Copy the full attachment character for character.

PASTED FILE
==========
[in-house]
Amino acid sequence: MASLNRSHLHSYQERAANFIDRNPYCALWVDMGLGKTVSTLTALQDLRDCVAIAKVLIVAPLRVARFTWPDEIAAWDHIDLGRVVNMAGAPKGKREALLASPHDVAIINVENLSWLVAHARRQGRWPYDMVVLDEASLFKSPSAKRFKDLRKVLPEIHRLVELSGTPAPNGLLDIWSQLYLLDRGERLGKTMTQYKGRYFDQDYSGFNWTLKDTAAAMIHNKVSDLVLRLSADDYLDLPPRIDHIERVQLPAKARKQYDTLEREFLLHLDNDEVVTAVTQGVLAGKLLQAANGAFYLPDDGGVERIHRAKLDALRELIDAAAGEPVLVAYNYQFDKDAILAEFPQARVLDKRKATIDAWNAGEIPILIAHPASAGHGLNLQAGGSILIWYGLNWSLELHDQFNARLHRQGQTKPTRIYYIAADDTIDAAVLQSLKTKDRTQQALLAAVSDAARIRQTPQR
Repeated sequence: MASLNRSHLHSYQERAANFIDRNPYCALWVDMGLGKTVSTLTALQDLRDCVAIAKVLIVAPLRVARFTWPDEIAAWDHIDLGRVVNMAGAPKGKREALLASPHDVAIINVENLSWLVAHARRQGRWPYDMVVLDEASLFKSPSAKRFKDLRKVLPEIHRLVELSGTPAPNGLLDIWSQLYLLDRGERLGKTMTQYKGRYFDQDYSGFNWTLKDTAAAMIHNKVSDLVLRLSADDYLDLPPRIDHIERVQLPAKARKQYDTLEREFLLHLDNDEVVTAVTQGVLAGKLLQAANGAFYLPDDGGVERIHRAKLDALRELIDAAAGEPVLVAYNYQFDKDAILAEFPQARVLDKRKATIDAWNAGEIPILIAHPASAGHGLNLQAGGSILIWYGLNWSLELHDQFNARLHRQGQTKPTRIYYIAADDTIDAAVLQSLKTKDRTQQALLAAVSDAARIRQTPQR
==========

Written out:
[in-house]
Amino acid sequence: MASLNRSHLHSYQERAANFIDRNPYCALWVDMGLGKTVSTLTALQDLRDCVAIAKVLIVAPLRVARFTWPDEIAAWDHIDLGRVVNMAGAPKGKREALLASPHDVAIINVENLSWLVAHARRQGRWPYDMVVLDEASLFKSPSAKRFKDLRKVLPEIHRLVELSGTPAPNGLLDIWSQLYLLDRGERLGKTMTQYKGRYFDQDYSGFNWTLKDTAAAMIHNKVSDLVLRLSADDYLDLPPRIDHIERVQLPAKARKQYDTLEREFLLHLDNDEVVTAVTQGVLAGKLLQAANGAFYLPDDGGVERIHRAKLDALRELIDAAAGEPVLVAYNYQFDKDAILAEFPQARVLDKRKATIDAWNAGEIPILIAHPASAGHGLNLQAGGSILIWYGLNWSLELHDQFNARLHRQGQTKPTRIYYIAADDTIDAAVLQSLKTKDRTQQALLAAVSDAARIRQTPQR
Repeated sequence: MASLNRSHLHSYQERAANFIDRNPYCALWVDMGLGKTVSTLTALQDLRDCVAIAKVLIVAPLRVARFTWPDEIAAWDHIDLGRVVNMAGAPKGKREALLASPHDVAIINVENLSWLVAHARRQGRWPYDMVVLDEASLFKSPSAKRFKDLRKVLPEIHRLVELSGTPAPNGLLDIWSQLYLLDRGERLGKTMTQYKGRYFDQDYSGFNWTLKDTAAAMIHNKVSDLVLRLSADDYLDLPPRIDHIERVQLPAKARKQYDTLEREFLLHLDNDEVVTAVTQGVLAGKLLQAANGAFYLPDDGGVERIHRAKLDALRELIDAAAGEPVLVAYNYQFDKDAILAEFPQARVLDKRKATIDAWNAGEIPILIAHPASAGHGLNLQAGGSILIWYGLNWSLELHDQFNARLHRQGQTKPTRIYYIAADDTIDAAVLQSLKTKDRTQQALLAAVSDAARIRQTPQR